science

Americans throw away about a third of our available food.

But what some see as trash, others are seeing as a business opportunity. A new facility known as the Heartland Biogas Project is taking wasted food from Colorado's most populous areas and turning it into electricity. Through a technology known as anaerobic digestion, spoiled milk, old pet food and vats of grease combine with helpful bacteria in massive tanks to generate gas.

Renewable energy like solar and wind is booming across the country as the costs of production have come down. But the sun doesn't always shine, and the wind doesn't blow when we need it to.

This challenge has sparked a technology race to store energy — one that goes beyond your typical battery.

Heat Storage: Molten Salt And A Giant Solar Farm

Batteries are often used to store solar power, but it can be a costly endeavor.

If you've been following any of the big news stories on food fraud lately, you'll know that it's tough to know what exactly is in our food — and where it's been before it makes it onto our dinner plates.

Critics call them "parachute researchers": Scientists from wealthy nations who swoop in when a puzzling disease breaks out in a developing country. They collect specimens, then head straight back home to analyze them. They don't coordinate with people fighting the epidemic on the ground — don't even share their discoveries for months, if ever.

Sometimes it's because they want to publish their results – and medical journals prefer exclusives. And sometimes it's because they can make a lot of money by coming up with copyrighted treatments for the disease.

Ever stood on the coastline, gazing out over the horizon, and wondered what's on the other side? Pondered where you'd end up if you could fly straight ahead until you hit land?

Turns out the answer might be surprising. And even if you pulled out an atlas — or, more realistically, your smartphone — you might have trouble figuring it out. Lines of latitude won't help, and drawing a path on most maps will lead you astray.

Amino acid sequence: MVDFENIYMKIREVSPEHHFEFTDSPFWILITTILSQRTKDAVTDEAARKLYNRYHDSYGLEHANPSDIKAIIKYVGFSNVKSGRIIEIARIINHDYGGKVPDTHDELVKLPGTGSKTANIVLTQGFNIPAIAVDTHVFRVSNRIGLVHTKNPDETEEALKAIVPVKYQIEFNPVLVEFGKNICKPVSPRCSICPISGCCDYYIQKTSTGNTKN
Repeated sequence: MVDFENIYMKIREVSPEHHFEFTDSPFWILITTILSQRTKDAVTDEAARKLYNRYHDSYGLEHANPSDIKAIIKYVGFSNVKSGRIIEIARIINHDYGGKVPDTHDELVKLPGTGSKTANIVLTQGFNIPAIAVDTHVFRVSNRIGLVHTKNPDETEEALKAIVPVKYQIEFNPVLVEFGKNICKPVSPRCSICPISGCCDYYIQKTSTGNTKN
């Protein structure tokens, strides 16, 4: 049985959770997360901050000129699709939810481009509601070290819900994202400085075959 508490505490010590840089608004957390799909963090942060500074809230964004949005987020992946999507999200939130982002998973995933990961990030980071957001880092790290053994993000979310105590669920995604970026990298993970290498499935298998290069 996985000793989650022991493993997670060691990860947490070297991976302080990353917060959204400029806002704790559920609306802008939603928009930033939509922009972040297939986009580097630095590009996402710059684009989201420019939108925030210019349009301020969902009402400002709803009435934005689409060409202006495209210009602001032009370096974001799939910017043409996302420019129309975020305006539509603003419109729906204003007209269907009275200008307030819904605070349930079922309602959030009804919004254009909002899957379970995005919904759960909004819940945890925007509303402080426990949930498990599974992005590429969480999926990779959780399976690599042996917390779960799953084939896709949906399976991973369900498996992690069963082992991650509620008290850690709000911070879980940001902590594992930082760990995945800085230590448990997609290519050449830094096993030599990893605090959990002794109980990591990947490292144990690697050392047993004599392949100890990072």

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Alexandre Meneghini/Reuters

For years, Cuba’s Fidel Castro invested in the creation of the country's own medical industrial complex. Now Cuba is considered to be a major developer of vaccines and other important medical treatments.

Jose DiFabio, who was Cuba’s representative for the Pan American Health Organization, says the isolated Communist country invested in medical research out of neccessity.

“Cuba considered medical science as a responsibility it had to move into and that’s why it created a very large medical and scientific workforce,” says DiFabio.

Scientists have discovered a well-preserved 305 million-year-old arachnid that is "almost a spider" in France. In a new journal article, they say the fossil sheds some light on the origins of "true" spiders.

The main point of distinction: This newly discovered arachnid very likely could produce silk but lacked the spinnerets used by true spiders to, well, spin it, the scientists say. The researchers say it belongs to a "sister group" to the real-deal spiders.